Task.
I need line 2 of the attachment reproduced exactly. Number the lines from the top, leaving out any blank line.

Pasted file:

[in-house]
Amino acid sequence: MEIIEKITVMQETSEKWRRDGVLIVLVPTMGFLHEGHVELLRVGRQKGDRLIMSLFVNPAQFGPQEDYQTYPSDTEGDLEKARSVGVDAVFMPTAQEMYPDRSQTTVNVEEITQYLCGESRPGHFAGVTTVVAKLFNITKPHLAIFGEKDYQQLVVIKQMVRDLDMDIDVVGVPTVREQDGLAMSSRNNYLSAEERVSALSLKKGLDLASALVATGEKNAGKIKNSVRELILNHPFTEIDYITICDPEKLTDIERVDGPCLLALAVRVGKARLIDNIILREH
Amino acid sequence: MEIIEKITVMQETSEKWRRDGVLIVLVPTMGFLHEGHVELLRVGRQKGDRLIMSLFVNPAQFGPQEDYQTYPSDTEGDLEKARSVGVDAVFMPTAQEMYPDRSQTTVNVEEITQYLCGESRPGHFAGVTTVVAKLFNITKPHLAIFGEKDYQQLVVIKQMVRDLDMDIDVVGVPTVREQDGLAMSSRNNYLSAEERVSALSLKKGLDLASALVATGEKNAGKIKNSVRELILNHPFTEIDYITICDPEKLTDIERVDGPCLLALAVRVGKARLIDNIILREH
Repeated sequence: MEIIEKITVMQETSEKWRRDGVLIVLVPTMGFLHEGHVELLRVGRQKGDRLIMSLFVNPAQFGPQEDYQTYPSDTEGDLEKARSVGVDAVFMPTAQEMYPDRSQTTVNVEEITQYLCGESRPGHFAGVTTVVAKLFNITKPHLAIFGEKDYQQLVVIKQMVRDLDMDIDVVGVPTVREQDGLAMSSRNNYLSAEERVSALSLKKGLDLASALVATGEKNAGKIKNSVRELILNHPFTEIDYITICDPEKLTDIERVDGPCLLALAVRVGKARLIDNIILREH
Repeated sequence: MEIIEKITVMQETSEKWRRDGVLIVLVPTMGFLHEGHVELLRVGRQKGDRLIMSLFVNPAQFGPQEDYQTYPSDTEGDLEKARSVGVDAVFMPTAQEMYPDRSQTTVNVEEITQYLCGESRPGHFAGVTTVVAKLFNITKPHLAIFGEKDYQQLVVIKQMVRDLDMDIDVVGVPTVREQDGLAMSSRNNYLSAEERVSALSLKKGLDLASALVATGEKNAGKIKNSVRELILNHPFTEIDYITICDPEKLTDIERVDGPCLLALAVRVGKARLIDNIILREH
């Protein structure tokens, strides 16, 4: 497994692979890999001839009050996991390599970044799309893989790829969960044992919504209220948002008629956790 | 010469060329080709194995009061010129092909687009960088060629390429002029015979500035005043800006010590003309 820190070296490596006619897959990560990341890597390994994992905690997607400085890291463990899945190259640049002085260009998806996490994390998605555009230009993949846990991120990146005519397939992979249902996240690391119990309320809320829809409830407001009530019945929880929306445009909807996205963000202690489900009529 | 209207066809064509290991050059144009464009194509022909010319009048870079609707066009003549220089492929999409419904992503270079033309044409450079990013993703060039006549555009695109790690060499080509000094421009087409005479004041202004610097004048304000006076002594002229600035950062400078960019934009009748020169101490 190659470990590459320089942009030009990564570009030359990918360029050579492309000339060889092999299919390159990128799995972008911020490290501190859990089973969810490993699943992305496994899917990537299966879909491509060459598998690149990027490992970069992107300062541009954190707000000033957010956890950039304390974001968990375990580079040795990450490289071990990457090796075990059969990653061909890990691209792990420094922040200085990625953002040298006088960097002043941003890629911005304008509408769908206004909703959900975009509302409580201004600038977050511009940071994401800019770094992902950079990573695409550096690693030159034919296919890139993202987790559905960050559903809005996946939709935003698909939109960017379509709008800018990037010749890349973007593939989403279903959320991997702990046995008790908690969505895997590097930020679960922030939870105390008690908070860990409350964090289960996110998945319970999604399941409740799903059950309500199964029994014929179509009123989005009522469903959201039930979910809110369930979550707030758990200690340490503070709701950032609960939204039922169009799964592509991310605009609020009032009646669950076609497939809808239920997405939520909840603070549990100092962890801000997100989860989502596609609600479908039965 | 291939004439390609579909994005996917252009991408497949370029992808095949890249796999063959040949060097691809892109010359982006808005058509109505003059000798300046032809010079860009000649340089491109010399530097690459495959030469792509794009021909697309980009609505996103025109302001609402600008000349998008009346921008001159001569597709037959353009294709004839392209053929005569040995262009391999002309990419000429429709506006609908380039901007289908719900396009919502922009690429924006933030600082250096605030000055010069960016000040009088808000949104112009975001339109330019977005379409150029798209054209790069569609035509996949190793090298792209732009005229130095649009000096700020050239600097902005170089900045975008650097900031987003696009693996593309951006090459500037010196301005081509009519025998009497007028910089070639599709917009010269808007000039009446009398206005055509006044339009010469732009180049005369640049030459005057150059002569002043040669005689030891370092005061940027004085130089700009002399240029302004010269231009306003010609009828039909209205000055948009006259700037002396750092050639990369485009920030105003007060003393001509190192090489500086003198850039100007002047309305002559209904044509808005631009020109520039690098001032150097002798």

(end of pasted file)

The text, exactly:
Amino acid sequence: MEIIEKITVMQETSEKWRRDGVLIVLVPTMGFLHEGHVELLRVGRQKGDRLIMSLFVNPAQFGPQEDYQTYPSDTEGDLEKARSVGVDAVFMPTAQEMYPDRSQTTVNVEEITQYLCGESRPGHFAGVTTVVAKLFNITKPHLAIFGEKDYQQLVVIKQMVRDLDMDIDVVGVPTVREQDGLAMSSRNNYLSAEERVSALSLKKGLDLASALVATGEKNAGKIKNSVRELILNHPFTEIDYITICDPEKLTDIERVDGPCLLALAVRVGKARLIDNIILREH